Approximately 30 to 40% of human leukemic cell lines are completely deficient in the purine catabolic enzyme 5′-methylthioadenosine phosphorylase. Using two 5′-methylthioadenosine phosphorylase-negative leukemias, we have for the first time been able to measure the synthesis and biological effects of 5′-methylthioadenosine (MTA) in intact mammalian tumor cells. Malignant cells lacking this enzyme, unlike enzyme-positive cells, excreted MTA into the culture medium at a rate of 0.58 to 0.70 nmol/hr/mg protein. The production of the nucleoside was inhibited effectively by nontoxic concentrations of methylglyoxal bis(guanylhydrazone), a putrescine-dependent S-adenosylmethionine decarboxylase inhibitor, and also by spermidine and spermine but was enhanced by putrescine. In a reciprocal fashion, MTA at low concentrations progressively increased both the synthesis and concentration of putrescine but suppressed spermine production. The unique alterations in polyamine metabolism induced by elevated MTA levels could offer a selective growth advantage to the 5′-methylthioadenosine phosphorylase-deficient cells and thus may be related to the high frequency of this enzyme deficiency among human leukemic cell lines.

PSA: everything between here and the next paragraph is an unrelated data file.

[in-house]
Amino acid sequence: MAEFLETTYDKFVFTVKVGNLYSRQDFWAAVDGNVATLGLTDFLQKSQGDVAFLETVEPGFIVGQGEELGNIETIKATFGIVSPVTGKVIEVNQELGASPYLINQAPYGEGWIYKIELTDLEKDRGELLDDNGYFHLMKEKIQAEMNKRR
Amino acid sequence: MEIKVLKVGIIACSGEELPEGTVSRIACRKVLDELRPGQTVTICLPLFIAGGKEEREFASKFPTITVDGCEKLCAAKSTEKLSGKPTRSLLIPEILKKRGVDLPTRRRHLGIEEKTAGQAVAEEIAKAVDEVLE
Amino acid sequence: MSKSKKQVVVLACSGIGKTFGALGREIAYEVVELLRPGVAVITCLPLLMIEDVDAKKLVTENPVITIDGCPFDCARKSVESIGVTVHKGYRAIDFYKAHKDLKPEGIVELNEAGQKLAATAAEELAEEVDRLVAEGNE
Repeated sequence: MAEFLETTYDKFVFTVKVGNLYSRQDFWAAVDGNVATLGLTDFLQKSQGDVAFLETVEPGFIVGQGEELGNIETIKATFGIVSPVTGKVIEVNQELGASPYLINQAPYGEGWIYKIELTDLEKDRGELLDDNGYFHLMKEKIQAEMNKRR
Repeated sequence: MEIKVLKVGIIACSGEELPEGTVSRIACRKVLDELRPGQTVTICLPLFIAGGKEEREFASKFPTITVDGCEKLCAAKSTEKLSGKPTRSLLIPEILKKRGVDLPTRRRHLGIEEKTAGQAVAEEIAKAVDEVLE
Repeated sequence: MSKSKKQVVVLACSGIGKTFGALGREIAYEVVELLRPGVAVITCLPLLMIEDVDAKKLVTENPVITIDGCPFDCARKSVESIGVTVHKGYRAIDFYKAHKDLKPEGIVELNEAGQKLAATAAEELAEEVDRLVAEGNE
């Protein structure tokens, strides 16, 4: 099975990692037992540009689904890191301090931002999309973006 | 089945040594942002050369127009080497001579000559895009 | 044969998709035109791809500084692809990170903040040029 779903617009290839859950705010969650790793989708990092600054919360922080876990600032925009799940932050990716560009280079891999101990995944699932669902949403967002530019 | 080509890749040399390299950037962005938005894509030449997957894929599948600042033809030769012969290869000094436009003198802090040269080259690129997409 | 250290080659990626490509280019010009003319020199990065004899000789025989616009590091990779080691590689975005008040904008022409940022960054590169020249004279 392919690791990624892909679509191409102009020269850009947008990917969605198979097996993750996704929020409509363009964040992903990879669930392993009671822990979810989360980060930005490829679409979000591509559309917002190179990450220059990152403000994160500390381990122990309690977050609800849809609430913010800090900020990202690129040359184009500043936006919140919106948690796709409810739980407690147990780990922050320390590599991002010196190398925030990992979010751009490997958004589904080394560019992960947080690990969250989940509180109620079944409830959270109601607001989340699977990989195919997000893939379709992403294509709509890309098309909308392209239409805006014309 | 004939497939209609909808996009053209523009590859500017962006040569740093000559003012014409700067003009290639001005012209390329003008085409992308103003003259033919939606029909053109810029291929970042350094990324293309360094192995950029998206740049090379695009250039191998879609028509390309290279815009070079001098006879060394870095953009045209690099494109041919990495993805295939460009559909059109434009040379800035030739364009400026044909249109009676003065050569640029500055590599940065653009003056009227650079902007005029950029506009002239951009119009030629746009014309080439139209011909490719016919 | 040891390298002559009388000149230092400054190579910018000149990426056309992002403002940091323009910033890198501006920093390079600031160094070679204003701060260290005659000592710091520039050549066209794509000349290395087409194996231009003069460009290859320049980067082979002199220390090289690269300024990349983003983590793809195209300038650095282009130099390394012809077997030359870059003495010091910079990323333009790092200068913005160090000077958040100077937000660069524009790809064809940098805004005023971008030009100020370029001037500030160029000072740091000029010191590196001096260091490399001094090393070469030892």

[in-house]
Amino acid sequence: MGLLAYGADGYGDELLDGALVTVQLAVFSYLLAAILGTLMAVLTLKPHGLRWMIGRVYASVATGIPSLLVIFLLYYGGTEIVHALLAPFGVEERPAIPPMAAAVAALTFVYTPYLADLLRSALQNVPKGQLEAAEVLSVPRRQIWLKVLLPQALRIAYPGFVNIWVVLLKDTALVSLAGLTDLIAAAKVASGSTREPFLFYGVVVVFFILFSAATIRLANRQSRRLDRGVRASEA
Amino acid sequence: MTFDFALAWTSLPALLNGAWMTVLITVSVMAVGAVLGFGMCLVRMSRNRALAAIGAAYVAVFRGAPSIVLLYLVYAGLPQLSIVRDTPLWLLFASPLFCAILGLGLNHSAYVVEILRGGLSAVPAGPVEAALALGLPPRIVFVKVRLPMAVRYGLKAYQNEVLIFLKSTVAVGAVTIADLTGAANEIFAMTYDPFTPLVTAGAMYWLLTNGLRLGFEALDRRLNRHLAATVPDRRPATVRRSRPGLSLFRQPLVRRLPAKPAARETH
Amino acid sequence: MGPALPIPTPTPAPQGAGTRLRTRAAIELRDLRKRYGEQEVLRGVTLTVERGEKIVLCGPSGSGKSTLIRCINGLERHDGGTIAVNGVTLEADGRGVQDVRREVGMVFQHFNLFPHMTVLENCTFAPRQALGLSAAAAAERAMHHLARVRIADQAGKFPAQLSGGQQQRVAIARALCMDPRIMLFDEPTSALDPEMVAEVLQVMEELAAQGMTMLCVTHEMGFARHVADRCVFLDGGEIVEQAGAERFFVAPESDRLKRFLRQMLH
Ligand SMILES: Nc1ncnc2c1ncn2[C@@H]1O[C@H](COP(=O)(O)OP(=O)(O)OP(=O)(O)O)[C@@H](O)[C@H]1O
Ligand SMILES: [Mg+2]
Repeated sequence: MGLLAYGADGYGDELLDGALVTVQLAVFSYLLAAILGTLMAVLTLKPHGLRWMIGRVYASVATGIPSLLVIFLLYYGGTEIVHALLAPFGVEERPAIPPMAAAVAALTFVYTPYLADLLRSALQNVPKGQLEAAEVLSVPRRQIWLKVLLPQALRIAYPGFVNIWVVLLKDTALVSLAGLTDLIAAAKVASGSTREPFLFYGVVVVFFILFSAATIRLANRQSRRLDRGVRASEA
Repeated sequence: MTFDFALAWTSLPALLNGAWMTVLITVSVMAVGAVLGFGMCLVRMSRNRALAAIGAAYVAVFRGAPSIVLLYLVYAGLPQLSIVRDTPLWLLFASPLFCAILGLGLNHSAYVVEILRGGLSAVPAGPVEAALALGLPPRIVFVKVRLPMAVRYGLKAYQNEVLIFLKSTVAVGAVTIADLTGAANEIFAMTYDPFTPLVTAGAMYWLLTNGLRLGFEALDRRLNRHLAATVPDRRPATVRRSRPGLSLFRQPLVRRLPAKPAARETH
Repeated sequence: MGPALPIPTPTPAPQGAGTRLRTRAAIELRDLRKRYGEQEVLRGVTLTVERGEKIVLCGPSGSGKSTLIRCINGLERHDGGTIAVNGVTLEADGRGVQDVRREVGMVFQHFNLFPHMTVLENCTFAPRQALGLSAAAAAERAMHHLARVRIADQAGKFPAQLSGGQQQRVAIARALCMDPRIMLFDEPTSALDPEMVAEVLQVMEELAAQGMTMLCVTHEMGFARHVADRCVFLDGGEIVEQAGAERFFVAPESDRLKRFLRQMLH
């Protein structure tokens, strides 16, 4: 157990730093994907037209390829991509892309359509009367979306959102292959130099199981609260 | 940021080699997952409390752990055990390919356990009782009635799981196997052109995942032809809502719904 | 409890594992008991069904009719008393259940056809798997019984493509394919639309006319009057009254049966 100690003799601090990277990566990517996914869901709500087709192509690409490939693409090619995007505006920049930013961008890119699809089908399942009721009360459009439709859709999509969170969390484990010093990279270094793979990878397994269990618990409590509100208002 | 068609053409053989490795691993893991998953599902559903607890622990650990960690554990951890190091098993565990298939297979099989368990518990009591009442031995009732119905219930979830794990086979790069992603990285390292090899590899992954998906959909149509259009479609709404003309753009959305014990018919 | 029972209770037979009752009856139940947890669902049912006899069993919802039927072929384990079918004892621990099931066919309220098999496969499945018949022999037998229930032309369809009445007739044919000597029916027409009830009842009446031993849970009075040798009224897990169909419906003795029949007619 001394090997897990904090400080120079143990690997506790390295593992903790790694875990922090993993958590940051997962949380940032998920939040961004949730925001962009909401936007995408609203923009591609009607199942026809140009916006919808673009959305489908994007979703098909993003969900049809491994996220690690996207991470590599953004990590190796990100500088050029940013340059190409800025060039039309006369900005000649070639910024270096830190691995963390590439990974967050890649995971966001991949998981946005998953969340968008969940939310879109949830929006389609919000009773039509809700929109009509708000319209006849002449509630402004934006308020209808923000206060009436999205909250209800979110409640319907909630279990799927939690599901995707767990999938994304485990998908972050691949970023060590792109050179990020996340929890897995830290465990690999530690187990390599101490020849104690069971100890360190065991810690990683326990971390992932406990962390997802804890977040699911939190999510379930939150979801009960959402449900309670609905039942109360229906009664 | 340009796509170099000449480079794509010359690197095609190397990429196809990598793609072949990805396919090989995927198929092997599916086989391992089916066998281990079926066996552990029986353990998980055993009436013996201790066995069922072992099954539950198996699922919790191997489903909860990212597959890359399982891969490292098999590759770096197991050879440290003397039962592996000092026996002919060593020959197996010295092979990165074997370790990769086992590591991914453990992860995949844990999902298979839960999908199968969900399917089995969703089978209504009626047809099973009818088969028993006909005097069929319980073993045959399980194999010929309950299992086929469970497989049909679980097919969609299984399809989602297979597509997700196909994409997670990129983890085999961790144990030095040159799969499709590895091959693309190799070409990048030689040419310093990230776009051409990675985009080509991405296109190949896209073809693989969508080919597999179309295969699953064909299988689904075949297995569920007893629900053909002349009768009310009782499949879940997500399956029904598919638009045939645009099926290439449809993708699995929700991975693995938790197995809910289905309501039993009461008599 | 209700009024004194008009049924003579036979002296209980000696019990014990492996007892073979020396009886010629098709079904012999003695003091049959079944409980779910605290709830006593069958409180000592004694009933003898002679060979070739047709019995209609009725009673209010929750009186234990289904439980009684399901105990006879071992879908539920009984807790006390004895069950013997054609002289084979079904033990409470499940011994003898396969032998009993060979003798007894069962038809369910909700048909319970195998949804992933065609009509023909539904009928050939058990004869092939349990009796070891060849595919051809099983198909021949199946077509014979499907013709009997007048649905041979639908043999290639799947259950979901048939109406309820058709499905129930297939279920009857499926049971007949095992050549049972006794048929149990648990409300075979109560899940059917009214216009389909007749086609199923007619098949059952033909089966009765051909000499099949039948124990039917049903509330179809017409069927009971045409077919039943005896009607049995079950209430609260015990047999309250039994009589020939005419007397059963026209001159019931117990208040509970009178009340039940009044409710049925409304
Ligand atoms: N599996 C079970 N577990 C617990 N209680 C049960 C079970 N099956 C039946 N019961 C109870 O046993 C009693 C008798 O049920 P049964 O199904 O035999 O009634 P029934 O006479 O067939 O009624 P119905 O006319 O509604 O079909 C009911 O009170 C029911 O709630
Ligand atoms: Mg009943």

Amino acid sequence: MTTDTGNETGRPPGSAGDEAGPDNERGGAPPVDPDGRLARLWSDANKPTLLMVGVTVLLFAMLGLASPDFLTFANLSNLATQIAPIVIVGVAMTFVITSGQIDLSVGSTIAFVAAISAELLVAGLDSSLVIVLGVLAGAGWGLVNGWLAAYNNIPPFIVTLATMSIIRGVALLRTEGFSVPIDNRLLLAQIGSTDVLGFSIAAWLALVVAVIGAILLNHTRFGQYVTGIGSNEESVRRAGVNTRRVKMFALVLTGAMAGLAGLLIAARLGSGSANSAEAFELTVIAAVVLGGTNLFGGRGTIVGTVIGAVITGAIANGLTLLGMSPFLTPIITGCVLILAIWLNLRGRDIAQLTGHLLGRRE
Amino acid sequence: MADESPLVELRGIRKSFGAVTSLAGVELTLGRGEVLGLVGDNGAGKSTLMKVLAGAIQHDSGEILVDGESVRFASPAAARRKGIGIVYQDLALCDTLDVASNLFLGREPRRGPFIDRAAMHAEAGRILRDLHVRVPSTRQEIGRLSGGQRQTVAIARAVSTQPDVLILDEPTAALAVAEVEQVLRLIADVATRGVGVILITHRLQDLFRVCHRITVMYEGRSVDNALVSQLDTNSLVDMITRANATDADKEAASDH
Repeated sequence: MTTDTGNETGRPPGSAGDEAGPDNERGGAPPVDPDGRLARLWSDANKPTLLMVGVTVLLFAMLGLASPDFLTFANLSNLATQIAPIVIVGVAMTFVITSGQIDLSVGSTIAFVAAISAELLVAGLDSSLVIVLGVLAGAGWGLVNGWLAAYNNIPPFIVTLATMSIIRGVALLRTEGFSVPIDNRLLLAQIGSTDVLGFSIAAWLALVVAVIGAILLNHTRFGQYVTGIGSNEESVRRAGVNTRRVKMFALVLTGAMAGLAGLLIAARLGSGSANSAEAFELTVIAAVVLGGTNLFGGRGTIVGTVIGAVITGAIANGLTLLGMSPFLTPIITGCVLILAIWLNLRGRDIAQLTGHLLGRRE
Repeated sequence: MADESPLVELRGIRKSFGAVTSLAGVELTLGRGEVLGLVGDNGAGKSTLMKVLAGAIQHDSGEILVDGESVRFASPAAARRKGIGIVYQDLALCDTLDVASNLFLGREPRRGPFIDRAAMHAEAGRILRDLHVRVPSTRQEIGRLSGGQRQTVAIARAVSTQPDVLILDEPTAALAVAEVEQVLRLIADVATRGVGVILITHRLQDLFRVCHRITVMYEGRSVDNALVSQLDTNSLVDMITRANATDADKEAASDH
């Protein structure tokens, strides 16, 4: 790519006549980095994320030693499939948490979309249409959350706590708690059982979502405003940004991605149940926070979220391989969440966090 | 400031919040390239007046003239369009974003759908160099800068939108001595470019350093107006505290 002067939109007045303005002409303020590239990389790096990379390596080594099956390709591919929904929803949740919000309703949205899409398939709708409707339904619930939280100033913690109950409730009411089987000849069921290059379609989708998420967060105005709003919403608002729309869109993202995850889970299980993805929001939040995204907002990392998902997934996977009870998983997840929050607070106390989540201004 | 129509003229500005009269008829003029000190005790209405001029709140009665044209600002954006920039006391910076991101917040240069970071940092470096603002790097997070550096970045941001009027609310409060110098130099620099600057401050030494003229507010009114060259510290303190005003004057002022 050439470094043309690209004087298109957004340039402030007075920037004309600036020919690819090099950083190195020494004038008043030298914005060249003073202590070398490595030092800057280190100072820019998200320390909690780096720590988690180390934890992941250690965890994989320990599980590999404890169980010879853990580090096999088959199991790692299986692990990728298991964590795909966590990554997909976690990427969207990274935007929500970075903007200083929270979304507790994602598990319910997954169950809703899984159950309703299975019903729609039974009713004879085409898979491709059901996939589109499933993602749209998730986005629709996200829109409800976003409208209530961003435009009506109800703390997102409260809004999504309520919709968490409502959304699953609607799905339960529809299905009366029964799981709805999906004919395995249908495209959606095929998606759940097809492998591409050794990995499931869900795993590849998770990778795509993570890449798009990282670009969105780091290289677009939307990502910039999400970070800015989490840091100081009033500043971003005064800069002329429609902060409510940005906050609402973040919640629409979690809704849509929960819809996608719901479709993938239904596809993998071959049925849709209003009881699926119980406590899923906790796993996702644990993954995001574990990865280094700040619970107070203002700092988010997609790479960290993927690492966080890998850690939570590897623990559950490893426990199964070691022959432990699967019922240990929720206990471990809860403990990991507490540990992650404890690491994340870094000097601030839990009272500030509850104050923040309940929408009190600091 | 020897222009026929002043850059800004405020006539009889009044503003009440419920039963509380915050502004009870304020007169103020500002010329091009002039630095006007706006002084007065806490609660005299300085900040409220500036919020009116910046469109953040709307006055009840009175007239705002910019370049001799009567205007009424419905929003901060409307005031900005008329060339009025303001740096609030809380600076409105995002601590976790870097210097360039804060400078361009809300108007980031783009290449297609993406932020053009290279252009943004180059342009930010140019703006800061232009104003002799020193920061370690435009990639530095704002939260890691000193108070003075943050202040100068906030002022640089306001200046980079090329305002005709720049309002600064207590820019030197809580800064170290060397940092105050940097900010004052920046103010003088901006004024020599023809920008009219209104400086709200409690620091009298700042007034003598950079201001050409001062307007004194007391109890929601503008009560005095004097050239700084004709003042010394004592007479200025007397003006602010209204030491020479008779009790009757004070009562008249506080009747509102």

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This work was supported by NIH Grants GM 23200 and AM 25443.

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